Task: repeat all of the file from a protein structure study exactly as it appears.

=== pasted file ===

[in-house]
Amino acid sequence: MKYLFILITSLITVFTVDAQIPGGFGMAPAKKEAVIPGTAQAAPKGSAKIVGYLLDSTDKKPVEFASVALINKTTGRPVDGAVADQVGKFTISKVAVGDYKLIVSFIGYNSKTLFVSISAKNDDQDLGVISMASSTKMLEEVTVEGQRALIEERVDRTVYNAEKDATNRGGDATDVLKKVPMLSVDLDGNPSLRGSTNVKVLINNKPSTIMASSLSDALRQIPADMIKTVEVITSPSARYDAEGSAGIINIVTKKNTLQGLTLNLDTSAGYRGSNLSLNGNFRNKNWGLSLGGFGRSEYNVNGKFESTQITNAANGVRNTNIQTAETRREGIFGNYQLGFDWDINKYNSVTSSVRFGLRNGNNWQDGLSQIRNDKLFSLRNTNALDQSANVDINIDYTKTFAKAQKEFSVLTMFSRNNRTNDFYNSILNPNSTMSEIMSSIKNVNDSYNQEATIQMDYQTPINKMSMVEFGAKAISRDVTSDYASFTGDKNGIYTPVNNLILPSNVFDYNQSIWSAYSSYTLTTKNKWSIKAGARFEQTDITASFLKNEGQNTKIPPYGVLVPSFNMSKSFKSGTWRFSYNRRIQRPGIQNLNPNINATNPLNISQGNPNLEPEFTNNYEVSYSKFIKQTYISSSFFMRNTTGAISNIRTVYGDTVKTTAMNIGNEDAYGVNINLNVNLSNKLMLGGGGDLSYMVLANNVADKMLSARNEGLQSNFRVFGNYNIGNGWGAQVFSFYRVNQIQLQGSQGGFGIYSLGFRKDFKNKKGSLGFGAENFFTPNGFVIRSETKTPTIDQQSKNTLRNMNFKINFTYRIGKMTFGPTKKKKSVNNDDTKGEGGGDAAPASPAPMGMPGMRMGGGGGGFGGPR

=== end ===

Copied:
[in-house]
Amino acid sequence: MKYLFILITSLITVFTVDAQIPGGFGMAPAKKEAVIPGTAQAAPKGSAKIVGYLLDSTDKKPVEFASVALINKTTGRPVDGAVADQVGKFTISKVAVGDYKLIVSFIGYNSKTLFVSISAKNDDQDLGVISMASSTKMLEEVTVEGQRALIEERVDRTVYNAEKDATNRGGDATDVLKKVPMLSVDLDGNPSLRGSTNVKVLINNKPSTIMASSLSDALRQIPADMIKTVEVITSPSARYDAEGSAGIINIVTKKNTLQGLTLNLDTSAGYRGSNLSLNGNFRNKNWGLSLGGFGRSEYNVNGKFESTQITNAANGVRNTNIQTAETRREGIFGNYQLGFDWDINKYNSVTSSVRFGLRNGNNWQDGLSQIRNDKLFSLRNTNALDQSANVDINIDYTKTFAKAQKEFSVLTMFSRNNRTNDFYNSILNPNSTMSEIMSSIKNVNDSYNQEATIQMDYQTPINKMSMVEFGAKAISRDVTSDYASFTGDKNGIYTPVNNLILPSNVFDYNQSIWSAYSSYTLTTKNKWSIKAGARFEQTDITASFLKNEGQNTKIPPYGVLVPSFNMSKSFKSGTWRFSYNRRIQRPGIQNLNPNINATNPLNISQGNPNLEPEFTNNYEVSYSKFIKQTYISSSFFMRNTTGAISNIRTVYGDTVKTTAMNIGNEDAYGVNINLNVNLSNKLMLGGGGDLSYMVLANNVADKMLSARNEGLQSNFRVFGNYNIGNGWGAQVFSFYRVNQIQLQGSQGGFGIYSLGFRKDFKNKKGSLGFGAENFFTPNGFVIRSETKTPTIDQQSKNTLRNMNFKINFTYRIGKMTFGPTKKKKSVNNDDTKGEGGGDAAPASPAPMGMPGMRMGGGGGGFGGPR